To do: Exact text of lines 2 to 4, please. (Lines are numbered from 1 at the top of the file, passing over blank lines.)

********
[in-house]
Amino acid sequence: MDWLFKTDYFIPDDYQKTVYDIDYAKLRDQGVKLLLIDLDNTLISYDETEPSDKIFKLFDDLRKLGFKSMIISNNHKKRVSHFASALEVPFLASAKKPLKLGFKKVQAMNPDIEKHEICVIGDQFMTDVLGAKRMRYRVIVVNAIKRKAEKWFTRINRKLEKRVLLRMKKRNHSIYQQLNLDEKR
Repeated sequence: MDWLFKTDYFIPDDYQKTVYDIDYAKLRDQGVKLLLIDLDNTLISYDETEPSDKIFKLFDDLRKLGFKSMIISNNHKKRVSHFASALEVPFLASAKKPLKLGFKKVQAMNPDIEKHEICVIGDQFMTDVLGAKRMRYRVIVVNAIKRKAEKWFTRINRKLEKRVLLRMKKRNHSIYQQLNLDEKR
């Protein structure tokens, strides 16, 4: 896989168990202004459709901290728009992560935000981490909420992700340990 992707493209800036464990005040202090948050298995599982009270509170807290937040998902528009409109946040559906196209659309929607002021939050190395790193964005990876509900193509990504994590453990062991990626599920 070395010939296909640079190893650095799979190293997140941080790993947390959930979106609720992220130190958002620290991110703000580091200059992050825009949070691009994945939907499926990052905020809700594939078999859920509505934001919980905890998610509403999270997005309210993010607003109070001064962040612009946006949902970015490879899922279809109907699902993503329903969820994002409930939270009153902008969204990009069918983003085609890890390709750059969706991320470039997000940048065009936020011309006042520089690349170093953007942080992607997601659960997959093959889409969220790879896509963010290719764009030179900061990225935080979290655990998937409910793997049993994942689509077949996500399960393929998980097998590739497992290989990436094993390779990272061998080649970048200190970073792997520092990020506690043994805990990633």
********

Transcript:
Amino acid sequence: MDWLFKTDYFIPDDYQKTVYDIDYAKLRDQGVKLLLIDLDNTLISYDETEPSDKIFKLFDDLRKLGFKSMIISNNHKKRVSHFASALEVPFLASAKKPLKLGFKKVQAMNPDIEKHEICVIGDQFMTDVLGAKRMRYRVIVVNAIKRKAEKWFTRINRKLEKRVLLRMKKRNHSIYQQLNLDEKR
Repeated sequence: MDWLFKTDYFIPDDYQKTVYDIDYAKLRDQGVKLLLIDLDNTLISYDETEPSDKIFKLFDDLRKLGFKSMIISNNHKKRVSHFASALEVPFLASAKKPLKLGFKKVQAMNPDIEKHEICVIGDQFMTDVLGAKRMRYRVIVVNAIKRKAEKWFTRINRKLEKRVLLRMKKRNHSIYQQLNLDEKR
């Protein structure tokens, strides 16, 4: 896989168990202004459709901290728009992560935000981490909420992700340990 992707493209800036464990005040202090948050298995599982009270509170807290937040998902528009409109946040559906196209659309929607002021939050190395790193964005990876509900193509990504994590453990062991990626599920 070395010939296909640079190893650095799979190293997140941080790993947390959930979106609720992220130190958002620290991110703000580091200059992050825009949070691009994945939907499926990052905020809700594939078999859920509505934001919980905890998610509403999270997005309210993010607003109070001064962040612009946006949902970015490879899922279809109907699902993503329903969820994002409930939270009153902008969204990009069918983003085609890890390709750059969706991320470039997000940048065009936020011309006042520089690349170093953007942080992607997601659960997959093959889409969220790879896509963010290719764009030179900061990225935080979290655990998937409910793997049993994942689509077949996500399960393929998980097998590739497992290989990436094993390779990272061998080649970048200190970073792997520092990020506690043994805990990633």